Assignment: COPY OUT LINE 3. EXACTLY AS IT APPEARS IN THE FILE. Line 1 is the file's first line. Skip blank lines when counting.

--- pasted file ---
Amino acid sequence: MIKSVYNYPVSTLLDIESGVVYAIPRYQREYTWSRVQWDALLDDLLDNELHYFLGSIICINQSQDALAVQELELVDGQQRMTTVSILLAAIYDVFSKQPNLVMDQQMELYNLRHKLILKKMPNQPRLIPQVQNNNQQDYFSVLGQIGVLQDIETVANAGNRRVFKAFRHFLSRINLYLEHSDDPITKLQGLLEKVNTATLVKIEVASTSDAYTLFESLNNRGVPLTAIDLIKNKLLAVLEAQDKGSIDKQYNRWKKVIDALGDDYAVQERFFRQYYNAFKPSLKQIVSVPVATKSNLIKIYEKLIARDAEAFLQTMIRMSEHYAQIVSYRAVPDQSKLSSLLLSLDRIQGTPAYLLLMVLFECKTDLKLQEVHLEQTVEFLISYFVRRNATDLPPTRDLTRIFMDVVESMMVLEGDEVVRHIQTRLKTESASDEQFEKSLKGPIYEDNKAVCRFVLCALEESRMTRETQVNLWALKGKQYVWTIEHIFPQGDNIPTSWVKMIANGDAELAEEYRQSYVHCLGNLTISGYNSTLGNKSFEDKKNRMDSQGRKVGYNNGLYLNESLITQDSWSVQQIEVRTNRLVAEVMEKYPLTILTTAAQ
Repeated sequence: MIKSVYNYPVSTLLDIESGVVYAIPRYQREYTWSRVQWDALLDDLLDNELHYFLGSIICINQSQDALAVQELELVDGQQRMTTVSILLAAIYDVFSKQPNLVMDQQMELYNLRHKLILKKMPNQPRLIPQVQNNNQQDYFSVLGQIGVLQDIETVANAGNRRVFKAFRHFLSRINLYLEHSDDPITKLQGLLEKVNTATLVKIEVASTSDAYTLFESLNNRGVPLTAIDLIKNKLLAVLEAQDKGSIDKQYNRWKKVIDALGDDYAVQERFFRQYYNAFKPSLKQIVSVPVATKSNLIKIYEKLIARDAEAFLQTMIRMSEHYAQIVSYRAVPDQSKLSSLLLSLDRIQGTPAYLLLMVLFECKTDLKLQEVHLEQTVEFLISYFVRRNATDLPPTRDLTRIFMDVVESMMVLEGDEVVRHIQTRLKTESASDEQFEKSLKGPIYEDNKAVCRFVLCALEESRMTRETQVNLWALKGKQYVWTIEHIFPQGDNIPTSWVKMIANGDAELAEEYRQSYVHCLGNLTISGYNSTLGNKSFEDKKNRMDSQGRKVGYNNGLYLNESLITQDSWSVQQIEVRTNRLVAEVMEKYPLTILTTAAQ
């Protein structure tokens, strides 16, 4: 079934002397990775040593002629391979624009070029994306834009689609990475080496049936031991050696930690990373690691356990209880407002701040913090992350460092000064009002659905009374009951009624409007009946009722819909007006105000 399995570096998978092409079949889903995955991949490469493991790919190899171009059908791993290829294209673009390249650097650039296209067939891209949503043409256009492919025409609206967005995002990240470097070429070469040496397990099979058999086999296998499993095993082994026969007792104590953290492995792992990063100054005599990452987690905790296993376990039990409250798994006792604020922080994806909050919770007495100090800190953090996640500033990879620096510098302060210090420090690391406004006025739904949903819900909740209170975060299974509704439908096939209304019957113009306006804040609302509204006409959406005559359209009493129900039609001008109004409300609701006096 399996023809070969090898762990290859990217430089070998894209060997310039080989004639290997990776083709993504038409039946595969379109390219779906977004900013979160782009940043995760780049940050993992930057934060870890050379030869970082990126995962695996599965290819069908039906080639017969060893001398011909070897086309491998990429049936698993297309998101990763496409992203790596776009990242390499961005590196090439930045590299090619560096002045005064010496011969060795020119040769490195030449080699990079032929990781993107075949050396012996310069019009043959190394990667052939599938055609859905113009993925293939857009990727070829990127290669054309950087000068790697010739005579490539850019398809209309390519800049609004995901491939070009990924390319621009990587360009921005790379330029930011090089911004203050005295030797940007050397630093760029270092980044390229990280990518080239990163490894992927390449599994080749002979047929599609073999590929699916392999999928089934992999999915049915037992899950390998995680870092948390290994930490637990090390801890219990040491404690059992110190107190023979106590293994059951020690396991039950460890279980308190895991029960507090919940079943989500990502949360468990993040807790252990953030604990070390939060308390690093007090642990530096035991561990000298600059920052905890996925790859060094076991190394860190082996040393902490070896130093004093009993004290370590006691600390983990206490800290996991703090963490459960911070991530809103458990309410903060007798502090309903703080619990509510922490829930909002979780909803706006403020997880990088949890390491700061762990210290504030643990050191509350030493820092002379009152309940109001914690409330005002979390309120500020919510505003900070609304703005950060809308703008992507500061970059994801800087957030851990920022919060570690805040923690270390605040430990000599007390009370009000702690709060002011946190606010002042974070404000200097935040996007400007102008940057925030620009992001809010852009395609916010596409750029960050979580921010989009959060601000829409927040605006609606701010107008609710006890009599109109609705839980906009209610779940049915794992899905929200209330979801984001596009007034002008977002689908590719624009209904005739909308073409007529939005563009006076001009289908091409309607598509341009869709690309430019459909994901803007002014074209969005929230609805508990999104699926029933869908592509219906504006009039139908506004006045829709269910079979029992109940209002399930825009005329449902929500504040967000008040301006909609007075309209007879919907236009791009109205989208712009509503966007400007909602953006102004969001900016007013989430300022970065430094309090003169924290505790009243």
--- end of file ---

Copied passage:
């Protein structure tokens, strides 16, 4: 079934002397990775040593002629391979624009070029994306834009689609990475080496049936031991050696930690990373690691356990209880407002701040913090992350460092000064009002659905009374009951009624409007009946009722819909007006105000 399995570096998978092409079949889903995955991949490469493991790919190899171009059908791993290829294209673009390249650097650039296209067939891209949503043409256009492919025409609206967005995002990240470097070429070469040496397990099979058999086999296998499993095993082994026969007792104590953290492995792992990063100054005599990452987690905790296993376990039990409250798994006792604020922080994806909050919770007495100090800190953090996640500033990879620096510098302060210090420090690391406004006025739904949903819900909740209170975060299974509704439908096939209304019957113009306006804040609302509204006409959406005559359209009493129900039609001008109004409300609701006096 399996023809070969090898762990290859990217430089070998894209060997310039080989004639290997990776083709993504038409039946595969379109390219779906977004900013979160782009940043995760780049940050993992930057934060870890050379030869970082990126995962695996599965290819069908039906080639017969060893001398011909070897086309491998990429049936698993297309998101990763496409992203790596776009990242390499961005590196090439930045590299090619560096002045005064010496011969060795020119040769490195030449080699990079032929990781993107075949050396012996310069019009043959190394990667052939599938055609859905113009993925293939857009990727070829990127290669054309950087000068790697010739005579490539850019398809209309390519800049609004995901491939070009990924390319621009990587360009921005790379330029930011090089911004203050005295030797940007050397630093760029270092980044390229990280990518080239990163490894992927390449599994080749002979047929599609073999590929699916392999999928089934992999999915049915037992899950390998995680870092948390290994930490637990090390801890219990040491404690059992110190107190023979106590293994059951020690396991039950460890279980308190895991029960507090919940079943989500990502949360468990993040807790252990953030604990070390939060308390690093007090642990530096035991561990000298600059920052905890996925790859060094076991190394860190082996040393902490070896130093004093009993004290370590006691600390983990206490800290996991703090963490459960911070991530809103458990309410903060007798502090309903703080619990509510922490829930909002979780909803706006403020997880990088949890390491700061762990210290504030643990050191509350030493820092002379009152309940109001914690409330005002979390309120500020919510505003900070609304703005950060809308703008992507500061970059994801800087957030851990920022919060570690805040923690270390605040430990000599007390009370009000702690709060002011946190606010002042974070404000200097935040996007400007102008940057925030620009992001809010852009395609916010596409750029960050979580921010989009959060601000829409927040605006609606701010107008609710006890009599109109609705839980906009209610779940049915794992899905929200209330979801984001596009007034002008977002689908590719624009209904005739909308073409007529939005563009006076001009289908091409309607598509341009869709690309430019459909994901803007002014074209969005929230609805508990999104699926029933869908592509219906504006009039139908506004006045829709269910079979029992109940209002399930825009005329449902929500504040967000008040301006909609007075309209007879919907236009791009109205989208712009509503966007400007909602953006102004969001900016007013989430300022970065430094309090003169924290505790009243």